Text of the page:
Stanford Panel: Transforming Lives – Just Business as Usual
In this new age of corporate philanthropy, businesses can have a major impact on important social issues such as hunger, poverty, and gender inequality. This past week, the Stanford Center on Philanthropy and Civil Society (PACS), a fully interdisciplinary knowledge-sharing center consisting of scholars, leaders, and practitioners, hosted the “Transforming Lives–Just Business as Usual” panel, a discussion with three leading executives on how businesses can facilitate dramatic social change.
"Can you imagine a world where everyone is literate? Can you imagine a world where we've alleviated poverty?" began event host Kim Meredith, Executive Director of the Stanford Center on Philanthropy and Civil Society, as the event commenced. "This is the goal of our conversation today, how corporate innovation is actually impacting social innovation."
Among the panelists were Matt Cohen, founder of Off The Grid, a regional network of street food vendors, Kathy Mulvany, Senior Director of Corporate Affairs and Social Responsibility at Cisco Systems, and Gap Inc.'s Dotti Hatcher, a 28 year employee of Gap Inc. who heads Gap Inc.'s global investment initiative abroad. The panel was moderated by Sarah Kambou, President of the International Center for Research on Women (ICRW).
For each of the panelists, the goal was to align creating social change with the company's business interests. Gap Inc.’s P.A.C.E. (Personal Advancement & Career Enhancement) program is emblematic of this strategy.
"Gap Inc. has traditionally invested in the communities in which we do business," said Hatcher, after being asked to explain the inspiration for Gap Inc.'s P.A.C.E. program. "Our investments in the past have been mainly what you would think of as traditional philanthropy. Back in 2005, we were challenged by our leaders to look at how we are making our social investments and to make it more strategically aligned with our business interests."
In 2006, noting the lack of upward mobility for women in the developing nations in which Gap Inc. sources many products, Gap Inc. founded the P.A.C.E. program, a workplace education and technical training program aimed at reducing gender inequality in its factories by providing female garment workers with the skills they need to advance in their personal and work lives.
"When you go into a garment factory, some 80 percent of the workers are women, but the farther up the management chain you go the fewer women you see," said Hatcher. "What we recognized when looking at these women is that they hadn’t been given the skills needed and opportunity to advance into supervisory and management positions."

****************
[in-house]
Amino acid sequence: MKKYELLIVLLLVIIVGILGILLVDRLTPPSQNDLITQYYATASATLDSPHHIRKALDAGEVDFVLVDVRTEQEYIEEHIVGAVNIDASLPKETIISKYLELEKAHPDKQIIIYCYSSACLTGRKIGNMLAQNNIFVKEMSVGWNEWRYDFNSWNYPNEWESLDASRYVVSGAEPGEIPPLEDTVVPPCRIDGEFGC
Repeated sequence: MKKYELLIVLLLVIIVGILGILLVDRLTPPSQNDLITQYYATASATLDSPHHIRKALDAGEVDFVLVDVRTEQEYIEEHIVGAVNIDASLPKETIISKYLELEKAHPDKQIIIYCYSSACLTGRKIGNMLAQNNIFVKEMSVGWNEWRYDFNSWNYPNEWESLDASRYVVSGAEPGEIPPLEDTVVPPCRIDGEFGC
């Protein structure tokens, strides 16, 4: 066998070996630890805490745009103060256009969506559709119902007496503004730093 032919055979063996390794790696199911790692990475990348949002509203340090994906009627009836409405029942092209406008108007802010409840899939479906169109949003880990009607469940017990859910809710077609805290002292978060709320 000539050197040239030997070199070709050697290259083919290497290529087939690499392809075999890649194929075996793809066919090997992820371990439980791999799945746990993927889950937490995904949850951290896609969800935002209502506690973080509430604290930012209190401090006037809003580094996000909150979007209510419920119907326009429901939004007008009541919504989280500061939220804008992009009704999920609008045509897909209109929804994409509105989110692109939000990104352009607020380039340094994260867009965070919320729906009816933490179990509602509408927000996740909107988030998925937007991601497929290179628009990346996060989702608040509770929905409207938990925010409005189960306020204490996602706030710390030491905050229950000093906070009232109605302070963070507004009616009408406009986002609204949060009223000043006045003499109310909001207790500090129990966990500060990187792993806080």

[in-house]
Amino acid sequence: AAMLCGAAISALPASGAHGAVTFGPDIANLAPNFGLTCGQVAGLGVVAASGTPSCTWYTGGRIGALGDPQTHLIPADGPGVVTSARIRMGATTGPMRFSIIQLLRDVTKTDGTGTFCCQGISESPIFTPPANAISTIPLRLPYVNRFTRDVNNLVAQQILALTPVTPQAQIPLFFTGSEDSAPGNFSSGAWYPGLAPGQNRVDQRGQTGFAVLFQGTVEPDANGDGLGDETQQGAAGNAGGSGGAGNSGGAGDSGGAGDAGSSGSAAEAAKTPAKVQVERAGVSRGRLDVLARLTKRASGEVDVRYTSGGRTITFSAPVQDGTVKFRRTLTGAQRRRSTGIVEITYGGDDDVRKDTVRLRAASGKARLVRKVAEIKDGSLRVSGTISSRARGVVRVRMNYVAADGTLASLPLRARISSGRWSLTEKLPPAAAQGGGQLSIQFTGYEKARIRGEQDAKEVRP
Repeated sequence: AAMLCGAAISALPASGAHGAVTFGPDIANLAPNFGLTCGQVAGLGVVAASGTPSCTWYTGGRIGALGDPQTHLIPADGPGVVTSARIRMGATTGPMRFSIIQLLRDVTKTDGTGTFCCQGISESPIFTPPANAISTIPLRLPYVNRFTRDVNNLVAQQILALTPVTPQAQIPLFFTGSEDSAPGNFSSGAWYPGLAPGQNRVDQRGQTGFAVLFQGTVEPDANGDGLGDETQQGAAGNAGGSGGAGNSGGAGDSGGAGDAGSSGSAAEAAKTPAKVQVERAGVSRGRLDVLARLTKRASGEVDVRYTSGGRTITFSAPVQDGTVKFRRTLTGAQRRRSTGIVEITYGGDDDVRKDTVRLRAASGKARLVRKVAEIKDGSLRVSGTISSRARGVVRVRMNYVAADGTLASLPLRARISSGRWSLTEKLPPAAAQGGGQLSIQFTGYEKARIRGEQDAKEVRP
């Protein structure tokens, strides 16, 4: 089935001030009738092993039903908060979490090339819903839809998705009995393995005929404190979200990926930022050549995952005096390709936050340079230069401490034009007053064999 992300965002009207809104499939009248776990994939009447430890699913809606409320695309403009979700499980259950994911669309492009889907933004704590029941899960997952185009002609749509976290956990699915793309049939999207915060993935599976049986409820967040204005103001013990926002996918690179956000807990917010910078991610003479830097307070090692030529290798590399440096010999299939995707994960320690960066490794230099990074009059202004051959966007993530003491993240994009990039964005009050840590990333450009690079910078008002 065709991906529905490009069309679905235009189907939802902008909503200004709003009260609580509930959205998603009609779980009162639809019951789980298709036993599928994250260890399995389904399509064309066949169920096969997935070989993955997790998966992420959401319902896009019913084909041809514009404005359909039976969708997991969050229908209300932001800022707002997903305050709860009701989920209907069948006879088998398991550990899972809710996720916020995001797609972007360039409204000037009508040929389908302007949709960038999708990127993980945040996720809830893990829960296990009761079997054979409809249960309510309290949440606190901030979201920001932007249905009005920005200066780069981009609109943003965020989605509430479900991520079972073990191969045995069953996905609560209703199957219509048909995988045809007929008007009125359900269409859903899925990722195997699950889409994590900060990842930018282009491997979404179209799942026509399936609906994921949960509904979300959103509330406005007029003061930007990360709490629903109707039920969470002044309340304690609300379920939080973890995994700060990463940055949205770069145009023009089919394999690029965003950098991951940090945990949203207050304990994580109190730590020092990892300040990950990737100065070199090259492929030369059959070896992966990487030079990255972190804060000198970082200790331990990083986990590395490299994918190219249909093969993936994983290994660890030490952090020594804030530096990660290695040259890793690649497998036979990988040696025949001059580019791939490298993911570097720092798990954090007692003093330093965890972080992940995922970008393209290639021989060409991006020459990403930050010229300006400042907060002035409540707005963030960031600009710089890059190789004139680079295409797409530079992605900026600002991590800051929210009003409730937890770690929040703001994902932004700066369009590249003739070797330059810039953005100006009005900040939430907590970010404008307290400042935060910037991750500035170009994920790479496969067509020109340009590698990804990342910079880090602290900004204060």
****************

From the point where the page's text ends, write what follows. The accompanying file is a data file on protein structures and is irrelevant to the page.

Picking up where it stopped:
With Hatcher at the helm, Gap Inc. P.A.C.E. began offering a comprehensive nine month training curriculum, which give female garment workers an opportunity to develop communication skills, time and stress management techniques, problem solving and decision making tactics, and increased levels of financial and legal literacy.
Empowering Women in the Workplace
For Hatcher and P.A.C.E. the results have already been encouraging. According to an evaluation report from the International Center for Research on Women (ICRW), self esteem of program participants improved by 49% after completing the program and self efficacy (the ability to accomplish goals and tasks) increased by 150%. More than 23,000 women have participated in the program to date.
"As these women obtain these new skills their self-esteem increases, they actually become more productive in the workplace," said Hatcher, "they are more efficient in their jobs, they are more willing to take on new tasks and assignments, and as that happens we are creating a better work environment."
P.A.C.E. has a major impact on women outside of the workplace as well. Whether it's helping their children with homework, saving money for their education, or buying more nutritious foods at the local market, mothers who enroll in P.A.C.E. are obtaining skills that transcend the factory floor.
A Win-win Proposition
The programs featured at the Stanford PACS conference and embodied by P.A.C.E. represent a strategic new business model where everybody wins. By working in tandem with communities, companies like Gap Inc. are able to create a scenario in which workers get the training they need, families are enriched and corporations thrive.
"The Gap Inc. P.A.C.E. program is an incredible example of how an organization has tapped into its own assets to create a better life for women and enhance the work that goes on in their communities," said event host Kim Meredith.
Gap Inc. P.A.C.E. represents an important trend in corporate global philanthropy, where social investments are strategically aligned to a corporation’s business interest. As Meredith said, companies like Gap Inc., by empowering women through ambitious social initiatives and expanding their bottom line are "transforming lives while conducting business as usual."